aren’t supposed to use out and of together. You only need one or the other.
Examples: "Four OF five dentists agree…" and "Take it OUT the box." People have
no trouble saying "Think outside the box", but if they only use the word
out they always throw in the word of. Teachers used to get the point across by
asking if you could put it "in of the box"? If you can’t put it "in of" you
can’t take it "out of". Kids may struggle with this idea, but I would hope at
least more adult conservatives could catch on.

RIGHT AND WRONG VERSUS CORRECT AND INCORRECT. Here again we have a concept young
minds struggle with. Right and wrong were only to be used for moral issues. To
steal or murder was wrong, but 2 + 2 = 3 was merely incorrect. You weren’t
supposed to use the word "wrong" for mistakes. I suppose this got lost after
the schools replaced the concept of true morality with "moral relativism".

HANGED, NOT HUNG. Teachers used to tell us pictures were hung, but people were hanged.
The difference is "hanged" tells us the specific type punishment the person received
and "hung" tells us how an object was mounted, or, if you prefer, displayed. If
you placed a person on a wall hook, and that was all you did, you could then correctly say he or she was hung on the wall. However, if a rope was used around the neck the
person was hanged.

LIGHTED, NOT LIT. Lighted means lights are installed, and lit means you started a fire.
You want a house that’s well-lighted, but you really wouldn’t want a house after it was

DON’T START SENTENCES WITH CONJUNCTIONS. (And, But, Or, Nor, etc.) You will find many people doing this today, even famous authors, but it’s not because there are any new grammar rules saying it’s okay; it’s merely because common usage has taken over. You will find plenty of
so-called experts proclaiming it to be acceptable now, but those experts never cite
chapter and verse for any formal rules from scholarly sources. All they ever do
is list places where they’ve seen it being done. On the few occasions when they
suggest it’s not a good idea to start a sentence with a conjunction, it’s only
when writing for professional purposes. They still say it’s okay when writing
fiction. The biggest reason I would disagree even with only doing it then is
because it’s just about never required. Anytime you start a sentence with ‘And’
or ‘But’ there is a sentence in front of it you could easily latch onto simply
by using a comma instead of a period. Let us use the following sentences to illustrate: "Janice wanted to clobber Robert for being so insensitive, and she desperately wished she could use a chainsaw
on him to really teach him a lesson, but she also knew the consequences of that
act outweighed whatever brief pleasure she might obtain. And she was way too
tired to feel like cleaning up the mess."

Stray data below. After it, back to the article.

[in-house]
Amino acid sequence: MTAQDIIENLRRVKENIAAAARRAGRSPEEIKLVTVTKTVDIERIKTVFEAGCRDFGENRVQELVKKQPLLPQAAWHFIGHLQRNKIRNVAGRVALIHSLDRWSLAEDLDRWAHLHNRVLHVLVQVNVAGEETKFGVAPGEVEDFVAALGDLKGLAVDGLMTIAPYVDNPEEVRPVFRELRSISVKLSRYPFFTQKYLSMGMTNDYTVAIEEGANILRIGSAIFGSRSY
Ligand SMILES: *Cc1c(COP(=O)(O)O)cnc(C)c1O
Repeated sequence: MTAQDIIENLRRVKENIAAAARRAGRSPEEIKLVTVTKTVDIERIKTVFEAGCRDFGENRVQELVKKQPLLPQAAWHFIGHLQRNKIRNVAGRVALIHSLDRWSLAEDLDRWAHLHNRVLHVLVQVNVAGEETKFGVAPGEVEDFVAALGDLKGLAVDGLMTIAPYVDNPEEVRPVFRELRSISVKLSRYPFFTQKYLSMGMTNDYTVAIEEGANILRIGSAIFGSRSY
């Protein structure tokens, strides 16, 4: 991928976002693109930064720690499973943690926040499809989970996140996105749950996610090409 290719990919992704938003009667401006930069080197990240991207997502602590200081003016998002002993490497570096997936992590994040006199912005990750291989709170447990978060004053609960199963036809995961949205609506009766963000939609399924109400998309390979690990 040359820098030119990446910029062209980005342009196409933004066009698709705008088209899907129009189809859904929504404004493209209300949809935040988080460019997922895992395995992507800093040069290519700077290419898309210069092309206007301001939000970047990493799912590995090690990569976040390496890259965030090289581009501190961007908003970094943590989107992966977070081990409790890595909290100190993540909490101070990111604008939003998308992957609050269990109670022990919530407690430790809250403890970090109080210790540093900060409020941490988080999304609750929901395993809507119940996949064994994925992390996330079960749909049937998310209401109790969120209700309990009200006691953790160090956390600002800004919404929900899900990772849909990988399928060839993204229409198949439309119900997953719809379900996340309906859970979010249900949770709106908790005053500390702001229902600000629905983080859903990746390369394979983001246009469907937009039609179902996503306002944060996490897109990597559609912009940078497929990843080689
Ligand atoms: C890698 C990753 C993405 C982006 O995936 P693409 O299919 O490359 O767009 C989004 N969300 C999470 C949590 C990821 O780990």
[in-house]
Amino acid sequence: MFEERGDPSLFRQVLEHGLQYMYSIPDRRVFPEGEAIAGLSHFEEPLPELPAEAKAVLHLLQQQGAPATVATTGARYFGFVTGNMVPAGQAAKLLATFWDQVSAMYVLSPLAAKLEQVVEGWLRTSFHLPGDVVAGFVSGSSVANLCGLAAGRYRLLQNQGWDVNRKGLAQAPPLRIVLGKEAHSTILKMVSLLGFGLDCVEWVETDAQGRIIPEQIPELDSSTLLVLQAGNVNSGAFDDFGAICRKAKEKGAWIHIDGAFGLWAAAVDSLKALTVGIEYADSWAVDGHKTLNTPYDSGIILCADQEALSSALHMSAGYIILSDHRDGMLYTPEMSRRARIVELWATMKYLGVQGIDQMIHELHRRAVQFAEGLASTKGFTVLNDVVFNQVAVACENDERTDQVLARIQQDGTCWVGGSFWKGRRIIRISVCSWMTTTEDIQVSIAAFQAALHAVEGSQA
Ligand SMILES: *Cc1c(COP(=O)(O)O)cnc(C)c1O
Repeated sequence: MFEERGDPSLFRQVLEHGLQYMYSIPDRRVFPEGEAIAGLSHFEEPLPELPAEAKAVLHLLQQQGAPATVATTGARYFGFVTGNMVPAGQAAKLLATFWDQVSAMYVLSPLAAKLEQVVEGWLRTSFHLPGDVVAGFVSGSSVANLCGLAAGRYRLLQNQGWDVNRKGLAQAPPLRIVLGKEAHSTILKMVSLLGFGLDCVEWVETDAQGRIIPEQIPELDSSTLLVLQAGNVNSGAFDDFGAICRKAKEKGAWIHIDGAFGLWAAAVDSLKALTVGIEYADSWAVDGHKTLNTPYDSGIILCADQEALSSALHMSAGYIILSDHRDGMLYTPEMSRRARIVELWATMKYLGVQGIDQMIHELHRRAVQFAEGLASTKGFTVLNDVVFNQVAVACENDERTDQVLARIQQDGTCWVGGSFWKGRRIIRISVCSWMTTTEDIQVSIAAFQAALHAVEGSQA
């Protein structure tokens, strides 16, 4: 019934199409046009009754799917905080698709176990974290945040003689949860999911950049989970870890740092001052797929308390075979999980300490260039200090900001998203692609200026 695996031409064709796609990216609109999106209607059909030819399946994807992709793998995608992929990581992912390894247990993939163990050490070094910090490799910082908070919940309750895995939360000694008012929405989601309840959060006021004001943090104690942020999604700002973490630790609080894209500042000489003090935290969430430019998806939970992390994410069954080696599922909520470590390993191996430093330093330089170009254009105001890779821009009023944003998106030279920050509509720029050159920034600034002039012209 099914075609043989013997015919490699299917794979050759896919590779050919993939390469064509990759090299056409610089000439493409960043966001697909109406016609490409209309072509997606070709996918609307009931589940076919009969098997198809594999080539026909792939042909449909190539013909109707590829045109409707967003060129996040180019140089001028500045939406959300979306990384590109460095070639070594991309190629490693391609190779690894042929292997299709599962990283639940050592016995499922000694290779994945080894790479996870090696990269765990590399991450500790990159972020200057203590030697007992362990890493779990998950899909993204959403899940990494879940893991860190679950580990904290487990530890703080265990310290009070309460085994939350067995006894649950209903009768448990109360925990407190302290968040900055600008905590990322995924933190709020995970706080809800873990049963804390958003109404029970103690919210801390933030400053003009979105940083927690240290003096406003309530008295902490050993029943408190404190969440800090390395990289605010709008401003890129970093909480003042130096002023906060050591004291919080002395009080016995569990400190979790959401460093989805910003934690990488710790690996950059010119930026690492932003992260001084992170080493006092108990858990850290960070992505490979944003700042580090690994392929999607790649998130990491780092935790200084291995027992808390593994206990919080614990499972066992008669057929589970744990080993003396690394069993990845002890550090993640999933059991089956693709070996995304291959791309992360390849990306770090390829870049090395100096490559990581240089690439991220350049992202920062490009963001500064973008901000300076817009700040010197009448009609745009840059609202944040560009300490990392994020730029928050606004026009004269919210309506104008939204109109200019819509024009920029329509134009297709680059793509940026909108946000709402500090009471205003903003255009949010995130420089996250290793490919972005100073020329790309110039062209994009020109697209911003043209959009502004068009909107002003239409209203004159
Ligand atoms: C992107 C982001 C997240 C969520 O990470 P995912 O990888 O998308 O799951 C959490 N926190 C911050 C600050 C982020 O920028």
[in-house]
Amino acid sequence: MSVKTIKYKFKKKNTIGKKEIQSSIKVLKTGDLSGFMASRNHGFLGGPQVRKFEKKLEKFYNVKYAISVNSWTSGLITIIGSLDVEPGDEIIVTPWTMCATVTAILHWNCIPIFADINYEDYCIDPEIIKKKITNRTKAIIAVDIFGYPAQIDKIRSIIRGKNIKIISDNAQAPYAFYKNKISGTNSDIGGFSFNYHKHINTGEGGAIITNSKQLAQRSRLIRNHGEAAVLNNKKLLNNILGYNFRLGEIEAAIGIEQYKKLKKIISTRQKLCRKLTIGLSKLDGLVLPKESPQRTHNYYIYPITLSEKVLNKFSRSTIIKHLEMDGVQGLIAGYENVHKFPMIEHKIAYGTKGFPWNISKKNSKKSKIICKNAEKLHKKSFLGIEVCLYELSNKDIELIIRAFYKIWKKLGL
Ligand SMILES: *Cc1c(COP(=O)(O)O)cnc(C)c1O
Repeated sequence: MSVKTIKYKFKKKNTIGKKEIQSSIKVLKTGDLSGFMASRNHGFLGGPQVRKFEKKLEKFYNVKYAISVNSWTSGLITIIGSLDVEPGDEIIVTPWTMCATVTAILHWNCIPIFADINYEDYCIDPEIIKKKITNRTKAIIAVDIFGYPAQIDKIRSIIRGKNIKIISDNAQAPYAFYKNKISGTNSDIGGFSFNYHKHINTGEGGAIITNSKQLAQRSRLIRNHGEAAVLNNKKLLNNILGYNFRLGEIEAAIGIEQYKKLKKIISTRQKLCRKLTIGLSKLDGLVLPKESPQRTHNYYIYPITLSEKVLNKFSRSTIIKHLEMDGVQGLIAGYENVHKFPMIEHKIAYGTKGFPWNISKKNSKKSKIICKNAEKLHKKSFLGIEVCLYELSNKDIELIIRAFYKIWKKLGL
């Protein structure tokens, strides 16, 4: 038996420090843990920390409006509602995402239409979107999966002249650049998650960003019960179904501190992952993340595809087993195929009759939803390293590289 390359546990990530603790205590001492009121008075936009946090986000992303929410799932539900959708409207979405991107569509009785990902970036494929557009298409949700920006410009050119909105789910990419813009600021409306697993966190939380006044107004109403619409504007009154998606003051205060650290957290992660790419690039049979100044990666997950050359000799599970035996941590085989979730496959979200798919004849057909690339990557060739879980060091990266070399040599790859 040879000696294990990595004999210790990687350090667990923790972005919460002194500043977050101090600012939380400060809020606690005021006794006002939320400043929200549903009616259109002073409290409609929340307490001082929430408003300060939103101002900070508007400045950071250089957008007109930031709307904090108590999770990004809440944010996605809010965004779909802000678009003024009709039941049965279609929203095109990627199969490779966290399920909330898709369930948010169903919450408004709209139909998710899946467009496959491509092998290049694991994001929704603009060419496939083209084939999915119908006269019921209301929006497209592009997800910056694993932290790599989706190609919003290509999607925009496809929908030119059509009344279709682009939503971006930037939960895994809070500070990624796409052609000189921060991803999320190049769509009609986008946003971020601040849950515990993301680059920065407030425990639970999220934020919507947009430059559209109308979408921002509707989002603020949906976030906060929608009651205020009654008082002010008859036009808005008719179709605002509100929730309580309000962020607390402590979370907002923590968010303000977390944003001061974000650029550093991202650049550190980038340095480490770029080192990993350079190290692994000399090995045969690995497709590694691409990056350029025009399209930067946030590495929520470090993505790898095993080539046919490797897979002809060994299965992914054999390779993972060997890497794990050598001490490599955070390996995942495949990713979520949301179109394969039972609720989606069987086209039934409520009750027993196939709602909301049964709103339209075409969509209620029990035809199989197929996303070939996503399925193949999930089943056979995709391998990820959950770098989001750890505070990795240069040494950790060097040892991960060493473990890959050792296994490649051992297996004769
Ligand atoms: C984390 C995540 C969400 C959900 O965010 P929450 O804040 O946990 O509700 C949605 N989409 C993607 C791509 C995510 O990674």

Starting the second sentence with ‘And’ is totally unnecessary. You could have just replaced
it with ‘Besides’, or you could have removed one thought from the first
sentence and combined it with the sentence behind it, thus creating two
sentences using only one conjunction each: "Janice wanted to clobber Robert for
being so insensitive, and she desperately wished she could use a chainsaw on
him to really teach him a lesson. However, she also knew the consequences of
that act outweighed whatever brief pleasure she might obtain, and, anyway, she
was way too tired to feel like cleaning up the mess."

The ‘experts’ say it’s all right to start a sentence with ‘and’ as a way to add
impact to the statement, but the reality is the impact from that last line wasn’t
lost at all when it was combined with the line ahead of it. The impact is
almost never lost when the conjunction is added to another sentence, and
learning how to write thoughts down without breaking this rule is great
exercise for the brain.

HE AND SHE INSTEAD OF "THEY". It is bad grammar to start a sentence using the singular form (he, she, it, his, hers, anybody, somebody), and end it using the plural form (they, their). Unfortunately,
everybody breaks this rule now, and this is one you can blame on the feminists.
Before the feminists got upset, teachers used to teach it was perfectly okay to
use just the word "he" when you were talking about an unspecified person who
could be either male or female. It was also okay to use just the word "she", if
you were so inclined. You could say such things as, "I don’t know yet who did
this, but he better hope I never find out." It was a serious grammatical
error to say "… they better hope I never find out." The rule against changing
from singular to plural in the same sentence still applies, but people today would
rather make the feminists happy than stick with good grammar.

The worst part is breaking this rule is completely unnecessary. This is a classic
case of emotion creating ignorance. (Funny, but I could swear feminists once
declared no woman would ever call for changes based purely on emotion). All the feminists had to do was insist you start using
the phrase "He or She" instead of just "He", and that would have fulfilled their
goal without causing people to use bad grammar in the process.
It’s not too late. Just get into the habit of saying he and she together, and
you can even use "he/she" when writing. If the feminists can put aside their
emotions long enough to think logically, even they could learn to use "he and
she" habitually. (Ooh, here’s a question: can feminists even say the word
habitually without automatically getting insulted?)

Something tells me if they ever figure that one out the answer will be no.

PS. Life to America!